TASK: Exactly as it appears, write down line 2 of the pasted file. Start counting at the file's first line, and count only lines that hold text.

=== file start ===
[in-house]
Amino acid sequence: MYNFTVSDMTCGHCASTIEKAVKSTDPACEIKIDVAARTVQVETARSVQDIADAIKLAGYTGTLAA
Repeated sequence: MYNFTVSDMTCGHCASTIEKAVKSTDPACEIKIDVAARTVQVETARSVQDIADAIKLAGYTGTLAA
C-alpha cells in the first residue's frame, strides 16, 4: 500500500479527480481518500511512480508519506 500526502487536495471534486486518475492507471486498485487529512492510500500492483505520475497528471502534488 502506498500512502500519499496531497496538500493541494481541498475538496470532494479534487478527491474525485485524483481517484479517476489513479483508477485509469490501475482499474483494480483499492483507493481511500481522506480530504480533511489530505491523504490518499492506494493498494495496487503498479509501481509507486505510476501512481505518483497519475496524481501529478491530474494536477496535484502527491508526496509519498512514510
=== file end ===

Amino acid sequence: MYNFTVSDMTCGHCASTIEKAVKSTDPACEIKIDVAARTVQVETARSVQDIADAIKLAGYTGTLAA